|Giant bamboo animals lighten the formal atmosphere of the museum's courtyard and provide a whimsical place to catch a bit of shade in an installation entitled Rendez-vous, by Yoshiharu Tsukamoto and Momoyo Kaijima of Atelier Bow-Wow.
© Atelier Bow-Wow; photos © Daici Ano (left) and Susan Rogers Chikuba (right)
When was the last time you enjoyed a lively exchange with one of those security personnel who hover in the corners of museum galleries? That's just one of the vibes that feels different at the provocative Where is Architecture? exhibition now on through August 8 at The National Museum of Modern Art, Tokyo (MOMAT).
The museum has allocated all of its ground-floor galleries to the show, its first full-scale exhibition to focus exclusively on Japanese architects. In seven installations, eight designers ranging in age from 38 to 69 -- Yoshiharu Tsukamoto and Momoyo Kaijima of Atelier Bow-Wow, Ryuji Nakamura, Hideyuki Nakayama, Ryoji Suzuki, Hiroshi Naito, Hiroshi Kikuchi, and Toyo Ito -- present a mixed showcase of theory, technique, and aesthetics in response to the exhibition title, each installation prompting still further questions.
Also contributing to the open-ended energy here is the museum's decision to allow photography anywhere within the galleries. (That's sans flash though, and some common-sense rules do apply.) This freedom encourages a more personal response to the installations, and triggers interactions between strangers, too. Visitors can keep the dialogue going by posting their images to a public group on Flickr created for that purpose. But above all, perhaps the best indication of the show's success is that anyone who has been to it seems to come away with a different favorite among the seven installations.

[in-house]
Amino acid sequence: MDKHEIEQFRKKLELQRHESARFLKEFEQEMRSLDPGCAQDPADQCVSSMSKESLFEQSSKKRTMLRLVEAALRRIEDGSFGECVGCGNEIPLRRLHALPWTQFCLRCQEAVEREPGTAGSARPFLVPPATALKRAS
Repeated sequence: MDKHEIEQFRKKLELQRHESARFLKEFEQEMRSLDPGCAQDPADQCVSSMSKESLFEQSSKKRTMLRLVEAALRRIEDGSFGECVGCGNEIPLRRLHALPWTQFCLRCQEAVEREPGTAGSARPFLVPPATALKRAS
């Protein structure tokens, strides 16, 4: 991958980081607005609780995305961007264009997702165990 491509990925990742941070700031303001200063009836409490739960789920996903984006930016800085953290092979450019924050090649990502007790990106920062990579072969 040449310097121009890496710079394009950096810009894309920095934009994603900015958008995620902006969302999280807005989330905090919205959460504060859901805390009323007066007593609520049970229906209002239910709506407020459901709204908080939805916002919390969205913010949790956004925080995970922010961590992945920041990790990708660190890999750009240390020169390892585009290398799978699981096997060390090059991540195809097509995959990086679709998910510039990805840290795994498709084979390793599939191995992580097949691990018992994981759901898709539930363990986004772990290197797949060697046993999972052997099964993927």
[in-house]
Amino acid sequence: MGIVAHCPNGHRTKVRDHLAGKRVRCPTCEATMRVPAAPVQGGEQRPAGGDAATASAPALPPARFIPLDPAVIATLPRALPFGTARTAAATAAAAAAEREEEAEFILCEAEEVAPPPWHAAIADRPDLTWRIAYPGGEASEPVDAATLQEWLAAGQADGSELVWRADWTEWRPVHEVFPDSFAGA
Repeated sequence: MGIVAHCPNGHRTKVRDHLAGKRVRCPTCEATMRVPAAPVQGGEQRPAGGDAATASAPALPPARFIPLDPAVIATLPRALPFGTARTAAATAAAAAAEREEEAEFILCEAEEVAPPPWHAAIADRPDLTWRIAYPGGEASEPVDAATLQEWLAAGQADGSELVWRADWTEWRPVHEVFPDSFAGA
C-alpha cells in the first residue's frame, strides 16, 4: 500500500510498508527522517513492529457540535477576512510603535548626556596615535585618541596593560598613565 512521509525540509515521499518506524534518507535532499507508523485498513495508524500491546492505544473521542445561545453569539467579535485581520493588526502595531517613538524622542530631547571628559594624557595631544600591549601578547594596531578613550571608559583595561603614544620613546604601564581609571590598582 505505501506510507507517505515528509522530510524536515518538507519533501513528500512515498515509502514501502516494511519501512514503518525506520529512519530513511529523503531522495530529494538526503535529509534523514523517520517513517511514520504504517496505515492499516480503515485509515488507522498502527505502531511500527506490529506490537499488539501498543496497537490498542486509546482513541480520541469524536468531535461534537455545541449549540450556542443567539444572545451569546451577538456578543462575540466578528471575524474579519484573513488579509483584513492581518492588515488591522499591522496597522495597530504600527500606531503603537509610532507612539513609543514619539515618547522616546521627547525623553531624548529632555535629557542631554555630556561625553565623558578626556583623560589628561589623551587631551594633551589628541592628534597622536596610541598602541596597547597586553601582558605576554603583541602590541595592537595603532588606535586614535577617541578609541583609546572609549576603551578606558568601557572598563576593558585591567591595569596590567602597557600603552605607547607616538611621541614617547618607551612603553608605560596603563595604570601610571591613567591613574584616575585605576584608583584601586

The playfulness starts outside, in the museum's courtyard. Referencing both MOMAT's location in the Takebashi ("bamboo bridge") district and the wooded grounds of the Imperial Palace just across the street, Atelier Bow-Wow used summery bamboo to construct a herd of gigantic animals that seem to have emerged from the woods to graze on the lawn -- and see what's on. Their arching underbellies provide welcome shade, drawing visitors in toward the more formal architecture of the building.
Once inside, Ryuji Nakamura's cornfield -- a 100-cubic-meter structure that you can see through but can't move through -- is as intricately delicate as it is massive in scale, and it's staggering to consider the labor involved in its creation. The work's geometric patterning summons comparisons between our relationship to the built environment and our romanticized view of the pastoral.
The installations by Hideyuki Nakayama and Ryoji Suzuki, entitled Door on the Prairie and Experience in Material No. 51: DUBHOUSE respectively, seemed to generate particular excitement among young students of art and design. More conceptual art than architecture, Nakayama's installation examines the relationship between space and the body with Alice-in-Wonderland-esque reductions in proportion and tricks of perception. Suzuki's work, too, plays with proportion and depth of field. Compare his three scale models of a residence now under construction against the larger installation. While the rooms correspond in placement, the length, width, and height of the installation's spaces have been wildly compressed or elongated out of scale. Is it still architecture if human occupation has been removed from the equation? You decide.